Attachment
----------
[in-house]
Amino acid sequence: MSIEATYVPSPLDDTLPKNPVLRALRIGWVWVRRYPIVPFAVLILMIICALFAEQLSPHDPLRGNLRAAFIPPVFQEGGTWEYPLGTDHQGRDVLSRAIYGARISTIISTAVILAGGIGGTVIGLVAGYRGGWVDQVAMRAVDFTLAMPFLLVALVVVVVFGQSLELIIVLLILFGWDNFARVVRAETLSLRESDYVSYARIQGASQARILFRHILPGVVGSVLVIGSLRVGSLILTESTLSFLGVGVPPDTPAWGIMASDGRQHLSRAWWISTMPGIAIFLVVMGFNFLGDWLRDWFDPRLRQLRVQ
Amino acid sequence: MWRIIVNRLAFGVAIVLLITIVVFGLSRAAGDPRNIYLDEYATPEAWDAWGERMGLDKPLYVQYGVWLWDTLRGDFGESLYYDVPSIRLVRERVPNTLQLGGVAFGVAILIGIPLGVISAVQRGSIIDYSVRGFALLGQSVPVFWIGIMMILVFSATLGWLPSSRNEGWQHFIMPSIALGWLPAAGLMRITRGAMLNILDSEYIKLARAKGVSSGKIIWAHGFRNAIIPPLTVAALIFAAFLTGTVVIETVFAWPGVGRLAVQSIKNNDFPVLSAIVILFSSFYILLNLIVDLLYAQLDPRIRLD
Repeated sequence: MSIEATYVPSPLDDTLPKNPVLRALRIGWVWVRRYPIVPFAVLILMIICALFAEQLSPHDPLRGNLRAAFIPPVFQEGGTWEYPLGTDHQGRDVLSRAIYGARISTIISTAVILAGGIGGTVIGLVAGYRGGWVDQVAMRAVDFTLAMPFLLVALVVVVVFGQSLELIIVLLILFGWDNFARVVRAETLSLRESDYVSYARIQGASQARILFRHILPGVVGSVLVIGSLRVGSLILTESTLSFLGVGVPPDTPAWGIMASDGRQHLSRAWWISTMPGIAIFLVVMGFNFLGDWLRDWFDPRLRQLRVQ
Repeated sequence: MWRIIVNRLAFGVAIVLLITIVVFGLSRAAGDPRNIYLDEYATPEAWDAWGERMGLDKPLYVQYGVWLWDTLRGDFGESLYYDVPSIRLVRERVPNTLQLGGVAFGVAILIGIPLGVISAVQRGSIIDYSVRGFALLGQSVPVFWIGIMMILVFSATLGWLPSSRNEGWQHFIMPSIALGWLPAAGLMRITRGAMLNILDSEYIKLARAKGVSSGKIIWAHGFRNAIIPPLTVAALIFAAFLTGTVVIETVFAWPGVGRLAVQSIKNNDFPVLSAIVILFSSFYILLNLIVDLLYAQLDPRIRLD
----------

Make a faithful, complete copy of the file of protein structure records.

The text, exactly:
[in-house]
Amino acid sequence: MSIEATYVPSPLDDTLPKNPVLRALRIGWVWVRRYPIVPFAVLILMIICALFAEQLSPHDPLRGNLRAAFIPPVFQEGGTWEYPLGTDHQGRDVLSRAIYGARISTIISTAVILAGGIGGTVIGLVAGYRGGWVDQVAMRAVDFTLAMPFLLVALVVVVVFGQSLELIIVLLILFGWDNFARVVRAETLSLRESDYVSYARIQGASQARILFRHILPGVVGSVLVIGSLRVGSLILTESTLSFLGVGVPPDTPAWGIMASDGRQHLSRAWWISTMPGIAIFLVVMGFNFLGDWLRDWFDPRLRQLRVQ
Amino acid sequence: MWRIIVNRLAFGVAIVLLITIVVFGLSRAAGDPRNIYLDEYATPEAWDAWGERMGLDKPLYVQYGVWLWDTLRGDFGESLYYDVPSIRLVRERVPNTLQLGGVAFGVAILIGIPLGVISAVQRGSIIDYSVRGFALLGQSVPVFWIGIMMILVFSATLGWLPSSRNEGWQHFIMPSIALGWLPAAGLMRITRGAMLNILDSEYIKLARAKGVSSGKIIWAHGFRNAIIPPLTVAALIFAAFLTGTVVIETVFAWPGVGRLAVQSIKNNDFPVLSAIVILFSSFYILLNLIVDLLYAQLDPRIRLD
Repeated sequence: MSIEATYVPSPLDDTLPKNPVLRALRIGWVWVRRYPIVPFAVLILMIICALFAEQLSPHDPLRGNLRAAFIPPVFQEGGTWEYPLGTDHQGRDVLSRAIYGARISTIISTAVILAGGIGGTVIGLVAGYRGGWVDQVAMRAVDFTLAMPFLLVALVVVVVFGQSLELIIVLLILFGWDNFARVVRAETLSLRESDYVSYARIQGASQARILFRHILPGVVGSVLVIGSLRVGSLILTESTLSFLGVGVPPDTPAWGIMASDGRQHLSRAWWISTMPGIAIFLVVMGFNFLGDWLRDWFDPRLRQLRVQ
Repeated sequence: MWRIIVNRLAFGVAIVLLITIVVFGLSRAAGDPRNIYLDEYATPEAWDAWGERMGLDKPLYVQYGVWLWDTLRGDFGESLYYDVPSIRLVRERVPNTLQLGGVAFGVAILIGIPLGVISAVQRGSIIDYSVRGFALLGQSVPVFWIGIMMILVFSATLGWLPSSRNEGWQHFIMPSIALGWLPAAGLMRITRGAMLNILDSEYIKLARAKGVSSGKIIWAHGFRNAIIPPLTVAALIFAAFLTGTVVIETVFAWPGVGRLAVQSIKNNDFPVLSAIVILFSSFYILLNLIVDLLYAQLDPRIRLD